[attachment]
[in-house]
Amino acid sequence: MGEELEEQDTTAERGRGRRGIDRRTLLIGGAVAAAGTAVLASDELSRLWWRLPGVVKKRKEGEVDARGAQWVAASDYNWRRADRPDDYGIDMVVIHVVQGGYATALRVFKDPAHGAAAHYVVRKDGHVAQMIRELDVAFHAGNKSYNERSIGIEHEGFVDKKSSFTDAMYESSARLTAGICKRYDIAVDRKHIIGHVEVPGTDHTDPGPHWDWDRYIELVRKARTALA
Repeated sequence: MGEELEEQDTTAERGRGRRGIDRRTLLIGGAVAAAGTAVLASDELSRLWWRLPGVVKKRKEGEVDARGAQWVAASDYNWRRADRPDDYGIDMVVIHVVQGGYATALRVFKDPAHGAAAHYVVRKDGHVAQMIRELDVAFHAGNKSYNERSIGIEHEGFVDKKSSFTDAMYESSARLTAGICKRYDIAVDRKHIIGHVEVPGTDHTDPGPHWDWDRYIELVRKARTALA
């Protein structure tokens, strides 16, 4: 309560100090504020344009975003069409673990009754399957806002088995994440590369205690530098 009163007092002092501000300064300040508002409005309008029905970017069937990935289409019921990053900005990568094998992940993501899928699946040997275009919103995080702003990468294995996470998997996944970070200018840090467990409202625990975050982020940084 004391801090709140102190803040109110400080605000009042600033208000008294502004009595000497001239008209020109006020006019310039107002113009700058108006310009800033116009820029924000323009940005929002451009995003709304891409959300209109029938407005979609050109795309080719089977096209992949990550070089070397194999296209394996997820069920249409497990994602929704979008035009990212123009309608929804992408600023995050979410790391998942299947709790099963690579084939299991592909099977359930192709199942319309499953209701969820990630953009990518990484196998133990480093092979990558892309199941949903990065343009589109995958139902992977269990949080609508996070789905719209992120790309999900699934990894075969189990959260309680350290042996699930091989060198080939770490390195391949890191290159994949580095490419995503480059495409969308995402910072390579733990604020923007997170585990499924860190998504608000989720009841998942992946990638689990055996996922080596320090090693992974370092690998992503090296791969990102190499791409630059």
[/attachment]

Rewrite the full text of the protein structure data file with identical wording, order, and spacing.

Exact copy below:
[in-house]
Amino acid sequence: MGEELEEQDTTAERGRGRRGIDRRTLLIGGAVAAAGTAVLASDELSRLWWRLPGVVKKRKEGEVDARGAQWVAASDYNWRRADRPDDYGIDMVVIHVVQGGYATALRVFKDPAHGAAAHYVVRKDGHVAQMIRELDVAFHAGNKSYNERSIGIEHEGFVDKKSSFTDAMYESSARLTAGICKRYDIAVDRKHIIGHVEVPGTDHTDPGPHWDWDRYIELVRKARTALA
Repeated sequence: MGEELEEQDTTAERGRGRRGIDRRTLLIGGAVAAAGTAVLASDELSRLWWRLPGVVKKRKEGEVDARGAQWVAASDYNWRRADRPDDYGIDMVVIHVVQGGYATALRVFKDPAHGAAAHYVVRKDGHVAQMIRELDVAFHAGNKSYNERSIGIEHEGFVDKKSSFTDAMYESSARLTAGICKRYDIAVDRKHIIGHVEVPGTDHTDPGPHWDWDRYIELVRKARTALA
């Protein structure tokens, strides 16, 4: 309560100090504020344009975003069409673990009754399957806002088995994440590369205690530098 009163007092002092501000300064300040508002409005309008029905970017069937990935289409019921990053900005990568094998992940993501899928699946040997275009919103995080702003990468294995996470998997996944970070200018840090467990409202625990975050982020940084 004391801090709140102190803040109110400080605000009042600033208000008294502004009595000497001239008209020109006020006019310039107002113009700058108006310009800033116009820029924000323009940005929002451009995003709304891409959300209109029938407005979609050109795309080719089977096209992949990550070089070397194999296209394996997820069920249409497990994602929704979008035009990212123009309608929804992408600023995050979410790391998942299947709790099963690579084939299991592909099977359930192709199942319309499953209701969820990630953009990518990484196998133990480093092979990558892309199941949903990065343009589109995958139902992977269990949080609508996070789905719209992120790309999900699934990894075969189990959260309680350290042996699930091989060198080939770490390195391949890191290159994949580095490419995503480059495409969308995402910072390579733990604020923007997170585990499924860190998504608000989720009841998942992946990638689990055996996922080596320090090693992974370092690998992503090296791969990102190499791409630059």